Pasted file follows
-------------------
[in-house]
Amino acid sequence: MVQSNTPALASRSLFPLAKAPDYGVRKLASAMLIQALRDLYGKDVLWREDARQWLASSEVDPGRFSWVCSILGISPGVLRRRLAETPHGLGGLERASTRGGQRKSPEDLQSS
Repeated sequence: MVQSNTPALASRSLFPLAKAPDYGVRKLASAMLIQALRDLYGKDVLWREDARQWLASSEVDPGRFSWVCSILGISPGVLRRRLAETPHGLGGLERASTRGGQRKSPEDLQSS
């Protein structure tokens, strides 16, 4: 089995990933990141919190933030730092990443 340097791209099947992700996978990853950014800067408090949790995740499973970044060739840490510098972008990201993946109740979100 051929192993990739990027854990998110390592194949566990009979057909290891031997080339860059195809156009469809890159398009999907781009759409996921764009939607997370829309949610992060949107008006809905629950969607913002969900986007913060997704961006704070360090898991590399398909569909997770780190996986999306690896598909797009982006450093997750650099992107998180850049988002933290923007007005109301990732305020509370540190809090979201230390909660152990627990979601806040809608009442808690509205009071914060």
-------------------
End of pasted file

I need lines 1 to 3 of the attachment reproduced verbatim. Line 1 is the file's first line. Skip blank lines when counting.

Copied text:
[in-house]
Amino acid sequence: MVQSNTPALASRSLFPLAKAPDYGVRKLASAMLIQALRDLYGKDVLWREDARQWLASSEVDPGRFSWVCSILGISPGVLRRRLAETPHGLGGLERASTRGGQRKSPEDLQSS
Repeated sequence: MVQSNTPALASRSLFPLAKAPDYGVRKLASAMLIQALRDLYGKDVLWREDARQWLASSEVDPGRFSWVCSILGISPGVLRRRLAETPHGLGGLERASTRGGQRKSPEDLQSS